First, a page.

and are unrelated to perforating veins. Their edges are often sharply defined,
their outline may be polycyclic and the ulcers may be deep and gangrenous.
Islands of intact skin are characteristically seen within the ulcer.
Claudication may be present and peripheral pulses absent.
These ulcers start as painful palpable pur-puric lesions, turning into small
involvement of larger vessels is heralded by painful nodules that may ulcerate.
The intractable deep sharply demarcated ulcers of rheumatoid arthritis are
caused by an underlying vasculitis (Fig. 11.11).
ulcers. Skin infarction (Fig. 11.12), lead-ing to ulceration, may
be caused by embolism or by the increased coagulability of polycythaemia or
ulcers. Infection is now a rare cause of legulcers in the UK but
ulcers caused by tuberculosis, leprosy, atypical mycobacteria, diphtheria and
deep fungal infections, such as sporotrichosis or chro-moblastomycosis, are
still seen in the tropics.
ulcers. These may appear at odd sites,such as the thighs, buttocks
or backs of the calves. The most common types of panniculitis that ulcerate are
lupus panniculitis, pancreatic panniculitis and erythema induratum.
ulcers. Those caused by a squamous cellcarcinoma are the most common, but both malignant
melanomas and basal cell
carcino-mas can present as flat lesions,
which expand, crust and ulcerate. Furthermore, squamous cell carci-noma can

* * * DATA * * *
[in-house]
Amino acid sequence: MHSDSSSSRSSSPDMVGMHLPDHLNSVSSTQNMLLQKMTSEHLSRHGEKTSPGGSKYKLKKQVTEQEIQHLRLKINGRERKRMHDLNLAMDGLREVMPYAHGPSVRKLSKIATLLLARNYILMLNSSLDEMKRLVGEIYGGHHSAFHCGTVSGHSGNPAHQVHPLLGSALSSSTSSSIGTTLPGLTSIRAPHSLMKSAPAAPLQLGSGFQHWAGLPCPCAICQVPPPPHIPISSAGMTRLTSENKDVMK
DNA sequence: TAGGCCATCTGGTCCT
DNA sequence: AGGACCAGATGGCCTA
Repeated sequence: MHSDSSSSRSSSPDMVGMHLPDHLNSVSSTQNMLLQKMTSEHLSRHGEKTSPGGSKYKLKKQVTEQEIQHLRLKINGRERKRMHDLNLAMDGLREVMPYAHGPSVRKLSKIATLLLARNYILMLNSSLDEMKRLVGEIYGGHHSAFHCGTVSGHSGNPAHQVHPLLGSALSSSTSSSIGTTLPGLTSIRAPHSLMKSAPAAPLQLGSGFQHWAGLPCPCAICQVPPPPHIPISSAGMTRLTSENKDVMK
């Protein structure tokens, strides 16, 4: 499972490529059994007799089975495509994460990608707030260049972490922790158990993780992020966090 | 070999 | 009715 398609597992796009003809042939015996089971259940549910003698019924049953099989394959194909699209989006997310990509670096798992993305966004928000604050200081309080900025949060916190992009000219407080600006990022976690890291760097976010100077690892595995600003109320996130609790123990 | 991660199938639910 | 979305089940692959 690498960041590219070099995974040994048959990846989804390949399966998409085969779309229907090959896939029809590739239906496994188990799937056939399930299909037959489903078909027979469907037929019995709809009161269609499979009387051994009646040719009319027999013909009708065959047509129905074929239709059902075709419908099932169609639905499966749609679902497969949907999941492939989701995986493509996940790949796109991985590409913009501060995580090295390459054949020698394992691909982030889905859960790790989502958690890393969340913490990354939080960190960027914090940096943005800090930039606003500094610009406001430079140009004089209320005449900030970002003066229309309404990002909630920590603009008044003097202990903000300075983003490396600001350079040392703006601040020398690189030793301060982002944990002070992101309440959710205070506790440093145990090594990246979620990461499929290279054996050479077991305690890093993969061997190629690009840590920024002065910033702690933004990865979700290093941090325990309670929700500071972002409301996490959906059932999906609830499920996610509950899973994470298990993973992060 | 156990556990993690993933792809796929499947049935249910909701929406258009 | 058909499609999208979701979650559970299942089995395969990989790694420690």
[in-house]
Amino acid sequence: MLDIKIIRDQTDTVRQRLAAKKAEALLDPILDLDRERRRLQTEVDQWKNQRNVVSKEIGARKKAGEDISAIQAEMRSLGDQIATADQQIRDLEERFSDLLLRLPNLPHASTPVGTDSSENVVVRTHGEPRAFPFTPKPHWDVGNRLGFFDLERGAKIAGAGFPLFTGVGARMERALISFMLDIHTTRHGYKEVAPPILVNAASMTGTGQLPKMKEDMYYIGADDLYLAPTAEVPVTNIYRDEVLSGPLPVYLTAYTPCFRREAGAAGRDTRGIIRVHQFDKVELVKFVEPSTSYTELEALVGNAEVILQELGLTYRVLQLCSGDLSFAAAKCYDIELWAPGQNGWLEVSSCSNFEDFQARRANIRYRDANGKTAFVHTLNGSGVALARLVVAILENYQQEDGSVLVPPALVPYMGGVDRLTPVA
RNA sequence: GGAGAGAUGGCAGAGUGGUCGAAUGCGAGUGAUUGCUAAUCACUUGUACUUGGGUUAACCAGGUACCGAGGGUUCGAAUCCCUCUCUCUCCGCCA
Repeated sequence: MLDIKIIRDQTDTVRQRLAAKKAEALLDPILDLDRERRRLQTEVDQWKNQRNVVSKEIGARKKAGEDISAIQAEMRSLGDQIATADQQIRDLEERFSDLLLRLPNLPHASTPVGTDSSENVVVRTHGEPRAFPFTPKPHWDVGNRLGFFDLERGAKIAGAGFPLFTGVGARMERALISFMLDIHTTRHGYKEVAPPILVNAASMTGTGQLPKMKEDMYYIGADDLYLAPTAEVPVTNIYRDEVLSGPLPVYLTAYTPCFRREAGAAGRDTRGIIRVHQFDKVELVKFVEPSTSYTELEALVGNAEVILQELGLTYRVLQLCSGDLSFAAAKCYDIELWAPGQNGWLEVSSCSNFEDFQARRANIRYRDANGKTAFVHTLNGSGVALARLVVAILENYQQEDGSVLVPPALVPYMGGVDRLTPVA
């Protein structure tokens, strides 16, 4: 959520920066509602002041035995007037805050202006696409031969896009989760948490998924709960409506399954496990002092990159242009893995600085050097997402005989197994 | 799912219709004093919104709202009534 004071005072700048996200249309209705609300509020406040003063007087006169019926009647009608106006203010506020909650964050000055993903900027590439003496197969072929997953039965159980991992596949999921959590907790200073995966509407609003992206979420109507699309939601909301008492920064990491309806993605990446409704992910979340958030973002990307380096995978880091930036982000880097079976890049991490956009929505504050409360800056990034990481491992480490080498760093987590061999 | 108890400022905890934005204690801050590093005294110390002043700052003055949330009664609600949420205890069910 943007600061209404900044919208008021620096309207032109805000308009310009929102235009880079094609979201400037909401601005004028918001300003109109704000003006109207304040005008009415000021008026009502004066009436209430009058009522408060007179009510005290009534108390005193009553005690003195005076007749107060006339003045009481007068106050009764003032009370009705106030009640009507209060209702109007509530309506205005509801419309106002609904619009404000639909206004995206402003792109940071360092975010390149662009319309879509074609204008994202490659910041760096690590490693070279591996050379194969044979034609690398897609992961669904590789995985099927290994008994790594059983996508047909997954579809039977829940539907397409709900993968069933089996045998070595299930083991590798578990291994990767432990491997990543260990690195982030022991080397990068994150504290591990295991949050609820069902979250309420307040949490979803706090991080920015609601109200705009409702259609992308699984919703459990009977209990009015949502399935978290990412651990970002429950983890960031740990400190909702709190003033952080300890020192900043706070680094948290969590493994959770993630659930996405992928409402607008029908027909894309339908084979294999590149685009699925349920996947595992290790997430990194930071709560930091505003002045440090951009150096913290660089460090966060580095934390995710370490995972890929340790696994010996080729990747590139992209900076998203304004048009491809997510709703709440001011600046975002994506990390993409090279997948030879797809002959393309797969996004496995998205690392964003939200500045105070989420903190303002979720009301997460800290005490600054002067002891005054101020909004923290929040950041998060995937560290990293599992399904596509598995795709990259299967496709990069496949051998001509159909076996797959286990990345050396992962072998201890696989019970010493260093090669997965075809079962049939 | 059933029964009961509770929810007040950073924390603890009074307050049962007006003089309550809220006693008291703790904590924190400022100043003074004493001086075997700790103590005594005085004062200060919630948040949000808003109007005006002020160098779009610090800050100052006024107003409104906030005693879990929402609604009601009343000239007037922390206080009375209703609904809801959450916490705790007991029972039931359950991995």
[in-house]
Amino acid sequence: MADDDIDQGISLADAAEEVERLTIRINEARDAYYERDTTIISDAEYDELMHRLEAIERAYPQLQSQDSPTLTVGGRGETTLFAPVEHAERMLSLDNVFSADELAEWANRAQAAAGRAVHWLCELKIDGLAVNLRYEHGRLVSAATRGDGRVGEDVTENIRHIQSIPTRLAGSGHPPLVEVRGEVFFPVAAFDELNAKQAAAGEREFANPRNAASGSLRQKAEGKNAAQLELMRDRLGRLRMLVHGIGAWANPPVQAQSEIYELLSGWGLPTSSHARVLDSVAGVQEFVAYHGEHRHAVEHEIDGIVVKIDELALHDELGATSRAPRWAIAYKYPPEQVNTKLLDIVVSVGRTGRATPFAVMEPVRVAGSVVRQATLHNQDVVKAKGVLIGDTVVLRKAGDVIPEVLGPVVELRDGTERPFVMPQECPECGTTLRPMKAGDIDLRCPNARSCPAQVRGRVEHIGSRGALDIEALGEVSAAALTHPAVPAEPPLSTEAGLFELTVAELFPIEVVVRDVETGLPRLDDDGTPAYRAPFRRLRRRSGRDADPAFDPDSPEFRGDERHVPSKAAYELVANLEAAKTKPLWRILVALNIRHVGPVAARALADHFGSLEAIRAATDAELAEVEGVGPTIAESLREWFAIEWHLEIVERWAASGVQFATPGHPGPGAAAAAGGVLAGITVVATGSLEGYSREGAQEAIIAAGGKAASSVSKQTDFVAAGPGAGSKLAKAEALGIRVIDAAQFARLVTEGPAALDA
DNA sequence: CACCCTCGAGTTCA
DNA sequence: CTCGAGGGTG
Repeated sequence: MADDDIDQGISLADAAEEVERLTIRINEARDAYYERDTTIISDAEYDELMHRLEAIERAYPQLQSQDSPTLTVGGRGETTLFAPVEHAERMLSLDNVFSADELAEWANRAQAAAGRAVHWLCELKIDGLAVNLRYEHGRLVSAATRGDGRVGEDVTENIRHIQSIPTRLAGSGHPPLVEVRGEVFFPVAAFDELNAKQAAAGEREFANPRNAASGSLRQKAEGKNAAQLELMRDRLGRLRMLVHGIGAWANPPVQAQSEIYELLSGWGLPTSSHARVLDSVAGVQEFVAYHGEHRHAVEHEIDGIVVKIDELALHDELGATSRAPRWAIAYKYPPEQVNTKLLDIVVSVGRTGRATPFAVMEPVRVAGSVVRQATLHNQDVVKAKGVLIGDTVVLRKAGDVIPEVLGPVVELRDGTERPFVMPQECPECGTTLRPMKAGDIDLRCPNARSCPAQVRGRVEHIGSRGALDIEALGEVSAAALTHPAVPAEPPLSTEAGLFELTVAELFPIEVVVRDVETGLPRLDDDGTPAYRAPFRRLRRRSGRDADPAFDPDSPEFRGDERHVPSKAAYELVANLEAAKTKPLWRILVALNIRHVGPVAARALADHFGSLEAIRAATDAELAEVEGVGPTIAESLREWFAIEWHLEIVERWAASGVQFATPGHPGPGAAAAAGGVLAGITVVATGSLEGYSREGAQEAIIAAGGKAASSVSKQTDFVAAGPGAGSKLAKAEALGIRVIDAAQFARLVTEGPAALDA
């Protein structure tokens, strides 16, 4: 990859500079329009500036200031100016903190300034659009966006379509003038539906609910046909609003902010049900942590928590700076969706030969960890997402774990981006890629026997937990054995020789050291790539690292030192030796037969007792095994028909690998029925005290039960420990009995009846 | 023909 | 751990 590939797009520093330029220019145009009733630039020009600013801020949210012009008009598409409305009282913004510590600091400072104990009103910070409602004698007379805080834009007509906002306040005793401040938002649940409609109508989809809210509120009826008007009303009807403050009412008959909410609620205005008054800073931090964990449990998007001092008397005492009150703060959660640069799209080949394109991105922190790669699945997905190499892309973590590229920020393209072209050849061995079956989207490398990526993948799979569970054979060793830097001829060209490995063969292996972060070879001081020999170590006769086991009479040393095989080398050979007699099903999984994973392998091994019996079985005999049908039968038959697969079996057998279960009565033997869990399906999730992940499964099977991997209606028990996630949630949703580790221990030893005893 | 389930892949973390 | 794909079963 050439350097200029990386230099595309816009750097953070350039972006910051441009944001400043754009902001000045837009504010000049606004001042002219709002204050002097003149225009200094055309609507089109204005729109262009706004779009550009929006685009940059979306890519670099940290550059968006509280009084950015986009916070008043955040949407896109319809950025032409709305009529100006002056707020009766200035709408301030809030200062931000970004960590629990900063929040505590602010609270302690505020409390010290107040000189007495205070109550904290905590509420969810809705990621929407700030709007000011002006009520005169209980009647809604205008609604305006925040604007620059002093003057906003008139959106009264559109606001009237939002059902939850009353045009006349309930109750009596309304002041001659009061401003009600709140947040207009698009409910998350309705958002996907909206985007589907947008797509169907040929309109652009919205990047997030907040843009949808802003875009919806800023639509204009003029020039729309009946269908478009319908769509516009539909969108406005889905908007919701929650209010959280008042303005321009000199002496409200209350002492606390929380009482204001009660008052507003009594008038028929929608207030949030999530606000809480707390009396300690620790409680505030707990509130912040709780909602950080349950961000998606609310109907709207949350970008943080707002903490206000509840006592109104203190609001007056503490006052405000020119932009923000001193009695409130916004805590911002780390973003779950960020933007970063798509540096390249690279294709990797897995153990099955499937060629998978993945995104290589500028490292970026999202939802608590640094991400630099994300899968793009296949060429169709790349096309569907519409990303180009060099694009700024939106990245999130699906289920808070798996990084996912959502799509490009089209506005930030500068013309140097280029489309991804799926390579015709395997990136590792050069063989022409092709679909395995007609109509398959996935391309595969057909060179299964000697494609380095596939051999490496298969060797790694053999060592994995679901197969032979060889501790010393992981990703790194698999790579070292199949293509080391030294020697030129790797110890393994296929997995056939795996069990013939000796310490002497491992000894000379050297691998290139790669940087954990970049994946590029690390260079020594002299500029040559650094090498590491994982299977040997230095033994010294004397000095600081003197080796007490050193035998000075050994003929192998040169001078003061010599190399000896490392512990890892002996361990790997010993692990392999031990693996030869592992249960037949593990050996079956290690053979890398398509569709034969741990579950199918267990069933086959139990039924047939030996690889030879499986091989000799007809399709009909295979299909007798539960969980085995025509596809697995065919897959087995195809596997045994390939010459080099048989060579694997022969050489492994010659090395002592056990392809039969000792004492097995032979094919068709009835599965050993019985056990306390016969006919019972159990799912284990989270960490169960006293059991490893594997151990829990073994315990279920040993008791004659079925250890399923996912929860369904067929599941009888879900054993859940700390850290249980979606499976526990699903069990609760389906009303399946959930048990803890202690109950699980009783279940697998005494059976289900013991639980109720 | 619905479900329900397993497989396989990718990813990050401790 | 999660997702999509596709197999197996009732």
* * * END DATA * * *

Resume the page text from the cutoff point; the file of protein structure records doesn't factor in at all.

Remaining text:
arise in any longstanding ulcer, whatever its cause.
gangrenosum. These large andrapidly spreading ulcers may be circular or
polycyclic, and have a blue, indurated, undermined or pustular margin. Pyoderma
gangrenosum may complicate rheumatoid arthritis, Crohn’s disease, ulcerative
co-litis or blood dyscrasias.
chronic leg ulcers are venous, but other causes should be considered if the
signs are atypical. In patients with venous ulcers, a search for contributory
factors, such as obesity, peripheral artery disease, cardiac failure or
arthritis, is always worthwhile. Investigations should include the following.
Urine test for sugar.
Full blood count to detect anaemia,
which will delay healing.
Swabbing for pathogens (see
Bacterial superinfec-tion above).
Venography, colour flow duplex
scanning and the measurement of ambulatory venous pressure help to detect
surgically remediable causes of venous incompetence.
Doppler ultrasound may help to
assess arterial cir-culation when atherosclerosis is likely. It seldom helps if
the dorsalis pedis or posterior tibial pulses can easily be felt. If the
maximal systolic ankle pressure divided by the systolic brachial pressure
(‘ankle brachial pres-sure index’) is greater than 0.8, the ulcer is unlikely
to be caused by arterial disease.
evaluation for congestive failure.
ulcers will not heal if the leg remains swollen and the patient chair-bound.
Pressure bandages take priority over other measures but not for
atheroscle-rotic ulcers with an already precarious arterial supply. A common error
is to use local treatment that is too elaborate. As a last resort, admission to
hospital for elevation and intensive treatment may be needed, but the results
are not encouraging; patients may stay in the ward for many months only to have
their appar-ently well-healed ulcers break down rapidly when they go home.
list of therapies is extensive. They can be divided into the following
categories: physical, local, oral and surgical.
bandaging, with the compression gradu-ated so that it is greatest at the ankle
and least at the top of the bandage, is vital for most venous ulcers; it
reduces oedema and aids venous return. The ban-dages are applied over the ulcer